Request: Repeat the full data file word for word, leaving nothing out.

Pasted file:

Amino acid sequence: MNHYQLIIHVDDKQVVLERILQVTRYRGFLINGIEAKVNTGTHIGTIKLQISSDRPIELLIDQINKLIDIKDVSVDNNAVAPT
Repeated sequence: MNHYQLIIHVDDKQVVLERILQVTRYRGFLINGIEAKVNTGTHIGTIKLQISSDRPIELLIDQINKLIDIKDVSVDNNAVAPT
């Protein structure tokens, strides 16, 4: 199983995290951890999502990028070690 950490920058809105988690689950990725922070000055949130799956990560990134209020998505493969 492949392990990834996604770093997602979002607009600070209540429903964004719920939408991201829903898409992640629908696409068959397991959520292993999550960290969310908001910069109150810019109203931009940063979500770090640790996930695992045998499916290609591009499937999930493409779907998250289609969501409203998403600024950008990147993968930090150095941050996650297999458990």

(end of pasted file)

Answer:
Amino acid sequence: MNHYQLIIHVDDKQVVLERILQVTRYRGFLINGIEAKVNTGTHIGTIKLQISSDRPIELLIDQINKLIDIKDVSVDNNAVAPT
Repeated sequence: MNHYQLIIHVDDKQVVLERILQVTRYRGFLINGIEAKVNTGTHIGTIKLQISSDRPIELLIDQINKLIDIKDVSVDNNAVAPT
């Protein structure tokens, strides 16, 4: 199983995290951890999502990028070690 950490920058809105988690689950990725922070000055949130799956990560990134209020998505493969 492949392990990834996604770093997602979002607009600070209540429903964004719920939408991201829903898409992640629908696409068959397991959520292993999550960290969310908001910069109150810019109203931009940063979500770090640790996930695992045998499916290609591009499937999930493409779907998250289609969501409203998403600024950008990147993968930090150095941050996650297999458990």